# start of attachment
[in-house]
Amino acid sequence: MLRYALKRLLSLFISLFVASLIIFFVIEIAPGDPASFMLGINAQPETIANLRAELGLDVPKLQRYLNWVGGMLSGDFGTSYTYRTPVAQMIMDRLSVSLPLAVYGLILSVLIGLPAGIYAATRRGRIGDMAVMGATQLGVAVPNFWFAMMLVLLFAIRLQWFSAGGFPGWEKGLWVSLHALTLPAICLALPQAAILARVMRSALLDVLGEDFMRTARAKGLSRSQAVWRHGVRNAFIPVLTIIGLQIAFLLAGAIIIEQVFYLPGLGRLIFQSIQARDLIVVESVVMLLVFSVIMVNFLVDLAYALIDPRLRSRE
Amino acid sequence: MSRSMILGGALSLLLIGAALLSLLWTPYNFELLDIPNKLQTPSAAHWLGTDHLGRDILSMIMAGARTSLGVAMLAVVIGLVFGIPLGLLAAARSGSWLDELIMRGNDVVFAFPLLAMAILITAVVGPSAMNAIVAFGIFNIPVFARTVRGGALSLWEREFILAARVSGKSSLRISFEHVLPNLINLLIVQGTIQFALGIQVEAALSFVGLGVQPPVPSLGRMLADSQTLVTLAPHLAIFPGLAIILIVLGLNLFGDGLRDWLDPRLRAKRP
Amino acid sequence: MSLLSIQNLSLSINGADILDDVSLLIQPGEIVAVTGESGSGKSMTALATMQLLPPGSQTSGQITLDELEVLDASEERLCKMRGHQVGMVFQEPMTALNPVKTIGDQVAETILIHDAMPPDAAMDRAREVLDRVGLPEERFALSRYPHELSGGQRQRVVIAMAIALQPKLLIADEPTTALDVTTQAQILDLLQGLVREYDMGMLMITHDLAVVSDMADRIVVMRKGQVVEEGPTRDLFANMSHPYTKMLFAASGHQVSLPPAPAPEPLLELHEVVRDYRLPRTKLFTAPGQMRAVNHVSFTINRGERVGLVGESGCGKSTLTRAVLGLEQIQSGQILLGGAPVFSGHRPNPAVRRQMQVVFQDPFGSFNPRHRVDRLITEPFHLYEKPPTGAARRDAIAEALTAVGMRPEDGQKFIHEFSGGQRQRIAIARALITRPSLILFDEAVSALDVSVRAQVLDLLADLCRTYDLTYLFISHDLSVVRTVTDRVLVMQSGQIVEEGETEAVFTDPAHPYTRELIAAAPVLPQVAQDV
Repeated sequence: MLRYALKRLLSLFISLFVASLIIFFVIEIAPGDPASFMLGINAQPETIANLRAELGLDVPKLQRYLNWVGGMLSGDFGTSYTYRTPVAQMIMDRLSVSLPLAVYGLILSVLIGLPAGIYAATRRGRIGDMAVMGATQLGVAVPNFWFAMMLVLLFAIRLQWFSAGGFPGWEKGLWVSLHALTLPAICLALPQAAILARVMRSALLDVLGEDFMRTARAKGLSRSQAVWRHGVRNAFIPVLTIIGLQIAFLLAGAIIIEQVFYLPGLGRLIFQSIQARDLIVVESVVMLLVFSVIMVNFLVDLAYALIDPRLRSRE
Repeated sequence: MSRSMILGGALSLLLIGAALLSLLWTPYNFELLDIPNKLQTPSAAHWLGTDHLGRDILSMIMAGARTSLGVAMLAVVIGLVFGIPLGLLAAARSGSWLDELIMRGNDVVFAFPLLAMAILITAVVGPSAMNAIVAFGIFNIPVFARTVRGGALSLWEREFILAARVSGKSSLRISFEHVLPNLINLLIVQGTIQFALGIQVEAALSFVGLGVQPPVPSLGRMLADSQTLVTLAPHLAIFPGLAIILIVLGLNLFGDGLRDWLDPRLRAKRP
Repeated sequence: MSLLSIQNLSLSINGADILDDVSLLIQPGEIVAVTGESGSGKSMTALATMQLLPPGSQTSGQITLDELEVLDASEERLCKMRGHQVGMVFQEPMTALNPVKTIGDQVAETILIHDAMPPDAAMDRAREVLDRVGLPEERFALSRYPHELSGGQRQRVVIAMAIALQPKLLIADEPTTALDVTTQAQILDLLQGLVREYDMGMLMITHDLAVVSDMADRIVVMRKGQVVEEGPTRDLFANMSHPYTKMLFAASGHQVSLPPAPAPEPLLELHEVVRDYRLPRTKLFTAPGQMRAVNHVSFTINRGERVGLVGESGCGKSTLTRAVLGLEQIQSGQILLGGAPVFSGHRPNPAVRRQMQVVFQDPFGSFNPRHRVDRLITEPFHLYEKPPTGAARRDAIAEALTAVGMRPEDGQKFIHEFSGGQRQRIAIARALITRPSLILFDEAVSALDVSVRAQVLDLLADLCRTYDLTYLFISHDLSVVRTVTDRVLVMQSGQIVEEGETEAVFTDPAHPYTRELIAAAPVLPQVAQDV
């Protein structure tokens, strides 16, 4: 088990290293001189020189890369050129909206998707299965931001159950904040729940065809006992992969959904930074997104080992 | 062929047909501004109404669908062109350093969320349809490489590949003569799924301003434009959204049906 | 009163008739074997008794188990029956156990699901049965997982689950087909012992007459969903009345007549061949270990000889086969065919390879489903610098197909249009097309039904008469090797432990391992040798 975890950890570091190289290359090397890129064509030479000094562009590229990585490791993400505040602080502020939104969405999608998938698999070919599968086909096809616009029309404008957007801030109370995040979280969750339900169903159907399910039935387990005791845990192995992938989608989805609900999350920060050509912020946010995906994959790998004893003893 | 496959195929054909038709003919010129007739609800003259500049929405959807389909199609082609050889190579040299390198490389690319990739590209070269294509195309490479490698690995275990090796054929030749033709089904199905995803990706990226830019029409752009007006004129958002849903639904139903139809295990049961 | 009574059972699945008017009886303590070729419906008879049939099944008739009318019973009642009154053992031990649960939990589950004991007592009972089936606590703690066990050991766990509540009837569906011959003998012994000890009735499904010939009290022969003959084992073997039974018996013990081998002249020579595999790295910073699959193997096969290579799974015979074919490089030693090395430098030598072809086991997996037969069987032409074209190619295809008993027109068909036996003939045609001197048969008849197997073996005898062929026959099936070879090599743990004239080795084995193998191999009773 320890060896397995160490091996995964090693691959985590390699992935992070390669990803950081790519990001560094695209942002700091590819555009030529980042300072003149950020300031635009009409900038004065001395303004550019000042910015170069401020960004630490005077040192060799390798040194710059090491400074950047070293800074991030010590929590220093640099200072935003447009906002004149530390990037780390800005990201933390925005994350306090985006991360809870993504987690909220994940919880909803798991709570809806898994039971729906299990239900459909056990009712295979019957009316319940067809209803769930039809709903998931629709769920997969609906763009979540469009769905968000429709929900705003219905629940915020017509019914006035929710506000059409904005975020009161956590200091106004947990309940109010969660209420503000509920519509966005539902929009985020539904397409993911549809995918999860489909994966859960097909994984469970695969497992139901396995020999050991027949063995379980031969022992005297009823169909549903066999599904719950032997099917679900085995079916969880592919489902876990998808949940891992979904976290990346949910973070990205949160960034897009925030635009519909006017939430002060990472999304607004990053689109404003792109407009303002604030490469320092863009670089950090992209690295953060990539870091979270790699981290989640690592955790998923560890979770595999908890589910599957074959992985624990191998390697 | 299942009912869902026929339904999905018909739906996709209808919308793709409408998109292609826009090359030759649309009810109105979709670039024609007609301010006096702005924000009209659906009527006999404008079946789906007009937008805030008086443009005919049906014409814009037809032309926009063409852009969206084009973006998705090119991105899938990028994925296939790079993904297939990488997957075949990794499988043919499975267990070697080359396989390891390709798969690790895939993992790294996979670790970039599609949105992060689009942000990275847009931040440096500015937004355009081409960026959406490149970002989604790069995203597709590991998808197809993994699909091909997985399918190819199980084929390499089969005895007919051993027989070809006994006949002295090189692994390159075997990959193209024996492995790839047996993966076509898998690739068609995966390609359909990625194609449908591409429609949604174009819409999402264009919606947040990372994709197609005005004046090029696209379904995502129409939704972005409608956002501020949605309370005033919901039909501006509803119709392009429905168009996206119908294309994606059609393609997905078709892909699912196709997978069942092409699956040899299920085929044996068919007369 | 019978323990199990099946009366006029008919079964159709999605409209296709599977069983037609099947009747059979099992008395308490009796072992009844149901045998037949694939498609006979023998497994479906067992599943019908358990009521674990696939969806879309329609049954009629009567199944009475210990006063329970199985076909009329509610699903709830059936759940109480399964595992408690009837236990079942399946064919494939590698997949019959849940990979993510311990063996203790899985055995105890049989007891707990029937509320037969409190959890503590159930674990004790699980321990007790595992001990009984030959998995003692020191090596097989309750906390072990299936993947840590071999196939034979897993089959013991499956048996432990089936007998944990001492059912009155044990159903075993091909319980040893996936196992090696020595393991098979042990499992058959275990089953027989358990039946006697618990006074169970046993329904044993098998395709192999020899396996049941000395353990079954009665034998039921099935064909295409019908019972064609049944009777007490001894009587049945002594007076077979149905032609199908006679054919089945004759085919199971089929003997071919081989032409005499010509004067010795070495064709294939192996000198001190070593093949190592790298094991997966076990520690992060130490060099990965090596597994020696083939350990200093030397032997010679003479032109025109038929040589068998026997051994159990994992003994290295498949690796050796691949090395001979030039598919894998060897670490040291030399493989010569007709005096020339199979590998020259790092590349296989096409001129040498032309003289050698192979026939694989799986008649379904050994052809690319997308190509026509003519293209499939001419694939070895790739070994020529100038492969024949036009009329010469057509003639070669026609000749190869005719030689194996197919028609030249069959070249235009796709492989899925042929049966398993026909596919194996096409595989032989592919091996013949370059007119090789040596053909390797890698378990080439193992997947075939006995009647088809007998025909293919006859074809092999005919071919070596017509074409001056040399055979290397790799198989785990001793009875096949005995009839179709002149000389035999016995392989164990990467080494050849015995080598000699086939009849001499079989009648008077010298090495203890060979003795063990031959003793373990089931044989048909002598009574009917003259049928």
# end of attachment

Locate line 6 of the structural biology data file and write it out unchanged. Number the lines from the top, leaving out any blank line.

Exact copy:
Repeated sequence: MSRSMILGGALSLLLIGAALLSLLWTPYNFELLDIPNKLQTPSAAHWLGTDHLGRDILSMIMAGARTSLGVAMLAVVIGLVFGIPLGLLAAARSGSWLDELIMRGNDVVFAFPLLAMAILITAVVGPSAMNAIVAFGIFNIPVFARTVRGGALSLWEREFILAARVSGKSSLRISFEHVLPNLINLLIVQGTIQFALGIQVEAALSFVGLGVQPPVPSLGRMLADSQTLVTLAPHLAIFPGLAIILIVLGLNLFGDGLRDWLDPRLRAKRP